The garden had gotten out of hand early this year, I believe it started way back when I began planting.
For some unknown reason the spaces between rows just seemed off. I always try to think as I plant and space things according to how they grow. For zucchini plants that grow tall and round with those huge leaves, I like to give them a wide berth so they don’t feel cramped. The lettuce on the other hand can be squished and even planted along with the seeds of something like radish and can still produce an abundance. Continue reading
We had tried to make it up the hill into the forest driving the Gator via the back road, this is the old skid road we have to get up the hill. It is much steeper and more narrow than the road we have been using. The thought was that there would be low vegetation like grass, vines of wild blackberries and dog fennel, growing on this seldom used road would help with traction.
Mike had the Gator in low gear and in 4-wheel drive as he began up the road but ran into trouble of the first switchback, he could not get enough traction to propel the vehicle both up and around the tight turn. It took a 12-point turn in order to get the Gator facing downhill to make it down the short trek to the bottom.
Our loggers have both the Barko machine and the large shovel stuck up here while the roads dry out enough to move them back downhill. Luckily the crew has projects on other properties that they can work on while this site is on mud delay.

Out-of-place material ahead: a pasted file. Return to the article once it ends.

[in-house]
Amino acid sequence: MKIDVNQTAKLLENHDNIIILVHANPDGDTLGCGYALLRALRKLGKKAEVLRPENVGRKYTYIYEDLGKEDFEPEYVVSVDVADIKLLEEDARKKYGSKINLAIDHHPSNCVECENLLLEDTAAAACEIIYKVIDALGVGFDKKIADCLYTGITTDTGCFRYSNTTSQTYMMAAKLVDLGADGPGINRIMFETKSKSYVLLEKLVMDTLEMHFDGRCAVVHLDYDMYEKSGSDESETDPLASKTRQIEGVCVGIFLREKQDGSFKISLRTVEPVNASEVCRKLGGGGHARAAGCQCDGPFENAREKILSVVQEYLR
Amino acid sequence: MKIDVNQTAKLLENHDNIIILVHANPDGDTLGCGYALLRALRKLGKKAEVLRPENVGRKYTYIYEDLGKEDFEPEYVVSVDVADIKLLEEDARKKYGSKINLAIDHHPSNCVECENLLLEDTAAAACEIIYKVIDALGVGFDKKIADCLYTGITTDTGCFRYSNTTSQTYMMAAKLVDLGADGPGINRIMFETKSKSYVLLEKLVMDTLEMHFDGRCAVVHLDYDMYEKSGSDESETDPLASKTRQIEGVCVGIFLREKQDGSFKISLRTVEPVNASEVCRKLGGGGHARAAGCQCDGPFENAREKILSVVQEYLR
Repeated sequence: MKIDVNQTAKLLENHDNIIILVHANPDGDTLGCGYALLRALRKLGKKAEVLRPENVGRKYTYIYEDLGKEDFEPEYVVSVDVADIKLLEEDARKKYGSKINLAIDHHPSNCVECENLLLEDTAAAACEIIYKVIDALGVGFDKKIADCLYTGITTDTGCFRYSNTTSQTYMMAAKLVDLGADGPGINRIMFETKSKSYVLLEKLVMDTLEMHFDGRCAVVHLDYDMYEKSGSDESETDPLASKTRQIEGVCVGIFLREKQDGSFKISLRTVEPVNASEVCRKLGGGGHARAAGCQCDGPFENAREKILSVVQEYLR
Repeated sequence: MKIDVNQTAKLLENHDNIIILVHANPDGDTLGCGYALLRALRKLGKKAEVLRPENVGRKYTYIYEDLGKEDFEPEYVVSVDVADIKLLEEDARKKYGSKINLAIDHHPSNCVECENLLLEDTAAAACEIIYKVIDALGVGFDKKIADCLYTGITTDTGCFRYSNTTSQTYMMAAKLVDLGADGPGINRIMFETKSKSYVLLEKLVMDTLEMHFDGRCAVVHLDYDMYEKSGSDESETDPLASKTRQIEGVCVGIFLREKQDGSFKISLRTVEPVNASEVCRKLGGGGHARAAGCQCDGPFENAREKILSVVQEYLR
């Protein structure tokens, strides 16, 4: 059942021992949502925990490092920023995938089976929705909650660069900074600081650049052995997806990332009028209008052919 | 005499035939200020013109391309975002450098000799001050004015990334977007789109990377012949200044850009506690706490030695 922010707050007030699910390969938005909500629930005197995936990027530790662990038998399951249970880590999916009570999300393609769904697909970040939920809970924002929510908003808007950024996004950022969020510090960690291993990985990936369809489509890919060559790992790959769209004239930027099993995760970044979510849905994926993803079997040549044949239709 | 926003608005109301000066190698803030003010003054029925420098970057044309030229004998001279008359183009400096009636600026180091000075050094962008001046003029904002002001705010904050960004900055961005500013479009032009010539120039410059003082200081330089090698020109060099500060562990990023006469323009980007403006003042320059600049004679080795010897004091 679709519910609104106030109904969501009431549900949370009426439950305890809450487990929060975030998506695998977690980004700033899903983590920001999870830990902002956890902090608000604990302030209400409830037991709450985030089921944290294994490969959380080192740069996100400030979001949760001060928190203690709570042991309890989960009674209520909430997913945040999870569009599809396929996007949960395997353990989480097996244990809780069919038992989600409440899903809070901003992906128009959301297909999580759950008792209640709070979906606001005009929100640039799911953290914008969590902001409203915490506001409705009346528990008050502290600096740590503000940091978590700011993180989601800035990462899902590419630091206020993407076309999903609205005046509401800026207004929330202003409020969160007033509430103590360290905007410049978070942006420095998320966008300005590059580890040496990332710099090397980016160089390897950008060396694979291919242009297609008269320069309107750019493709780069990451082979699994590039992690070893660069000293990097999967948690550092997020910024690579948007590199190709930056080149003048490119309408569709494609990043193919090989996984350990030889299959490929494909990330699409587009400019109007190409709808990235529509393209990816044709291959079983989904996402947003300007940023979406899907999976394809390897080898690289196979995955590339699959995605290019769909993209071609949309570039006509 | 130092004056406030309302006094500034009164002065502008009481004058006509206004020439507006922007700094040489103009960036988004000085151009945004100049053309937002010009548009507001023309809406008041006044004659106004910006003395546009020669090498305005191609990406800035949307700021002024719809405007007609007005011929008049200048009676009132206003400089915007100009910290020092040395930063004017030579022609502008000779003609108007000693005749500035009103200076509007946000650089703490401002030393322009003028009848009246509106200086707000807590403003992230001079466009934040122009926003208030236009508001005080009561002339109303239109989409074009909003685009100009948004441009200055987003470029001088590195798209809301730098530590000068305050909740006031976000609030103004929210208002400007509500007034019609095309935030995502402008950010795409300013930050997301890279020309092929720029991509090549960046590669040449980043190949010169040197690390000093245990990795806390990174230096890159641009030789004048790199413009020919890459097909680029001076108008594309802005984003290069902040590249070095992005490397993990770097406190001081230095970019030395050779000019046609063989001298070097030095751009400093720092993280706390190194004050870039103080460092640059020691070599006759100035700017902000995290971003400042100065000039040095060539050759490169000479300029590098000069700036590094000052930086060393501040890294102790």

Since we have been stuck on the lower end of the property, we have noticed that the pastures have started to green up from our series of thunderstorms over the last week. The herd is enjoying the fresh greens since this is most likely the last growing spurt of the summer.
The last few warm days has certainly helped to dry the farm out a bit. The loggers have been chomping at the bit hoping to get the pole truck in for a load of long logs but it has just been too slippery on the slopes that lead in and out of the property, the landing where the logs are neatly decked and the edges of the river crossing.
With all the rain, the river had risen as the excess moisture flowed into the stream but has once again receded to acceptable levels for crossing. Of course I forgot to snap a pic while the river was high so here is a picture of what the river looked like before our 2-1/2 inches of rain in two days, the river doubled in size, and is now back to looking serene just like this photo! (You just have to use your imagination on this one). Continue reading
The thinning project is coming along nicely, its a good thing because even Jackson the dog (who would not move out of the frame while I snapped a picture) is embarrassed by the woods on this corner of the property.
The trees are dragged full length to a small landing area at the front of the picture before the Barko machine cuts the limbs off and measures each tree. The ones in this picture are not good enough to be sold at any of the mills and will be put into my pile for the firewood project after the limbs are off. Continue reading
Simply wanting the cows to move from one area to the next can be a challenge, especially when we place our log landing right in the middle of the path that they chose to use as the highway between one pasture and the next.
We have large fields for the cows to meander around and this time of year they have many, many acres to do just that. They tend to think of all the ground as their space and make their paths wherever they feel compelled to walk. If one cow walks a path, several others will walk the same path and before long there is a highway with designated stops and hazards. Continue reading